The Disappearance of Union from Memory of the Civil War

]Here’s Gary Gallagher giving the 2012 R. Gerald McMurtry Lecture in Fort Wayne, Indiana.

Hat tip to Kevin Levin.



  1. Bob Nelson · · Reply

    Another great presentation by Gary Gallagher. Witty, pointed, thought-provoking and so funny at times. I could listen to him every day. BTW, this is basically a revised version of his presentation at the Miller Center Forum in February 2011, which you posted here on May 30 (“Remembering Union as a Motivator”). I have a question on this one. He mentions that the Seven Days’ was one of the two most important events of the entire Civil War. Do you or anybody out there know which one he thought was the other? Perhaps from another lecture?

    1. That would be a question for Professor Gallagher. It could be any of a number of things–The twin defeats of Fall, 1862 when confederate invasions of Maryland and Kentucky were stopped [which includes the Preliminary Emancipation Proclamation], the appointment of Ulysses S. Grant as General-in-Chief, Grant’s turning right instead of turning left on the Brock Road after the Battle of the Wilderness to name a few possibilities.

      1. Around minute 19, he seems to say the other turning point might be the Sherman and Sheridan victories in 64 that assured Lincoln’s reelection after the nadir of civilian morale. But you’re right that there are a few potential candidates.

        All for the Onion! 🙂 I loved his “There’s sand on the beach!” routine.

        His Causes Won, Lost, and Forgotten was a great book.

        I couldn’t hear most of the questions (although some we can figure from the context of the answer), and wonder what led to some of his more animated responses near the end there.

        What do you think of his comments in the Q&A on British intervention?

        1. I think he has it right. I don’t think Lee thought they should depend on intervention.

          1. Oops, I was too vague. I meant the comment characterizing the Brits as being horrified by their American cousins killing each other in needless effusion of blood. I’ve never heard anyone describe the thinking of pro-intervention Brits that way.

          2. I tend to like debunking the popular view. The popular view has been that the EP made it impossible for the Europeans to intervene, and I think both Professor Guelzo, in his book on the EP, and Professor Gallagher, in his comments here, knock that down.

      2. Jimmy Dick · · Reply

        I have made that section of Catton mandatory reading. I give my students an essay assignment on turning points of the Civil War. It is a great learning tool because there are obviously so many different opinions. Students love to discuss this topic and any time students want to talk about history you let them! Especially in a survey class. No one ever brings this up, so I read aloud the passage from Catton about Grant riding South. We have a great conversation about all of the turning points they bring up. My online students usually have a good conversation going as well.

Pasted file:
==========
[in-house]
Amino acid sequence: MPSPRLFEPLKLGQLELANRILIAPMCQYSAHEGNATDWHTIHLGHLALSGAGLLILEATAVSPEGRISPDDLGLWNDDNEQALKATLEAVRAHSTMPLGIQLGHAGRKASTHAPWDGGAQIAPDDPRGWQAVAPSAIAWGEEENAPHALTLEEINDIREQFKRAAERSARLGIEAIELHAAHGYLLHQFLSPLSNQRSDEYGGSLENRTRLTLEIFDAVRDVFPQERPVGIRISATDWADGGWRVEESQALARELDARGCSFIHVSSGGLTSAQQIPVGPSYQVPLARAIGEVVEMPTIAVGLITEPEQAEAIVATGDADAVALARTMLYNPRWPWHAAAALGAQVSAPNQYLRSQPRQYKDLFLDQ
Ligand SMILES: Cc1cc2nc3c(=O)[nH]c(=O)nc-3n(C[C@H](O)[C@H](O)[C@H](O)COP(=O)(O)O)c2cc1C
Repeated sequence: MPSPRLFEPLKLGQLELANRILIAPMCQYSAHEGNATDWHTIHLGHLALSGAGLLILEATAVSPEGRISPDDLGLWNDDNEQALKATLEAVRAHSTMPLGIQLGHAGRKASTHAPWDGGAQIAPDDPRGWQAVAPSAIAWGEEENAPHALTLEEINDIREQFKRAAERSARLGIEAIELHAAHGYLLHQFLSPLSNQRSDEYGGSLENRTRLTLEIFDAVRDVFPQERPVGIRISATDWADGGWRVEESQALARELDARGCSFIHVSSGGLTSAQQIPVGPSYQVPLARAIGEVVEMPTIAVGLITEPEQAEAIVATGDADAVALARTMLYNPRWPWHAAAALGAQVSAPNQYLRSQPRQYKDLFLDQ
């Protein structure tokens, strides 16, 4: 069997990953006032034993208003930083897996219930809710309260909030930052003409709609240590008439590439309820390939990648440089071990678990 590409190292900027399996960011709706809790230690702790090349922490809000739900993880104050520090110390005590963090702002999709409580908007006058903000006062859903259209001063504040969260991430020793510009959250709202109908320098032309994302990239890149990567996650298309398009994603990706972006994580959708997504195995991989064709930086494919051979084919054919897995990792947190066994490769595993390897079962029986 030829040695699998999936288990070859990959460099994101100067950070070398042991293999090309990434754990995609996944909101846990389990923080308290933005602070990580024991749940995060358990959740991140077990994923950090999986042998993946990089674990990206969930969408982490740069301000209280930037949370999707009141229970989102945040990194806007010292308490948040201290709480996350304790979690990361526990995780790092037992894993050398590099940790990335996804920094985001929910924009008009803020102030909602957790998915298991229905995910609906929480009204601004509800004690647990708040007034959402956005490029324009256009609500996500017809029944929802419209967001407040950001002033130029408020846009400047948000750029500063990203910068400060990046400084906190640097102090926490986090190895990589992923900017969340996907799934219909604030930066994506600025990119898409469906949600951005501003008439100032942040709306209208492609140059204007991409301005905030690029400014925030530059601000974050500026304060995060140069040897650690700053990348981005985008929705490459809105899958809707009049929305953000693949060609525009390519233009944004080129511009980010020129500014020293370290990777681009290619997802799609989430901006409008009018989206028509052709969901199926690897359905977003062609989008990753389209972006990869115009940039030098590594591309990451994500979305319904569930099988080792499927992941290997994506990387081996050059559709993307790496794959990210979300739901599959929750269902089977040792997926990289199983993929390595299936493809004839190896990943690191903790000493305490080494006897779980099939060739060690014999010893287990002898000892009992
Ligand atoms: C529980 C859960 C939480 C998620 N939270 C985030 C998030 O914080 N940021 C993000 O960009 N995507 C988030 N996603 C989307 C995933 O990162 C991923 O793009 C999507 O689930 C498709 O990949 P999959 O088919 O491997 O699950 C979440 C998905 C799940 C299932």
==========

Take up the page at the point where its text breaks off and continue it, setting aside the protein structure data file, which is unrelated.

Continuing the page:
1. I’m re-reading Catton’s A Stillness at Appomattox right now. What a tremendously gifted writer! I think he’s head and shoulders above Shelby Foote, and I thought Foote’s writing was magnificent.

          1. Bob Nelson · ·

            I agree, but then I’m prejudiced living in Michigan and having visited Catton’s gave in Benzonia — in the middle of the G.A.R. section!!! And it’s the first history I read way back when. I loved Foote on the Burns’ series but found his lengthy run-on sentences frustrating. Also the fact he included no footnotes — not even for direct quotations.

          2. jfepperson · ·

            I date the beginning of my serious interest in the Civil War to finding my grandfather’s copy of “Stillness at Appomattox” in our attic in New London, CT. I devoured it quickly.

        2. Ken Noe · · Reply

          Bud Robertson read us that in Historiography as an example of how powerful good history writing can be. Hearing him read it aloud, well, I confess I’ve never forgotten the moment. It was like being at the crossroad.

          1. The best of all worlds–a masterful writer read by a masterful lecturer.

  2. Gallagher’s book on Union is, as to be expected, very good. But he tends to exaggerate when he claims that other historians have not paid enough attention to the concept of “Union” and how important it was in the 1860s. Most recent books dealing with secession and the war all deal with the Union issue, so I don’t think it’s been an ignored or even under-appreciated subject.

    1. I think he differs with them on the emphasis they place on Union as a motivator. I think he believes they don’t place enough emphasis on it. I asked him about this at the CWI a couple years ago and that’s the impression I got from his answer.

      1. Bob Nelson · · Reply

        I had two relatives who fought — one in the 46th Illinois and one in the 17th Indiana L.A. — and have read the regimental histories and/or diaries of both. I do not recall anything in either of them relative to fighting to free the slaves. Early comments (1861-1862) are all about Union. “Save the Union” was the battle cry. There are some comments beginning in early 1863 about ending slavery and frankly IIRC neither writers were much in favor of the idea.

  3. Of course, the idea of Union being lost in terms of Civil War memory is another thing, but since the war basically settled the “Union or secession” issue (to most people anyway), it’s understandable why it fell to the wayside in memory terms.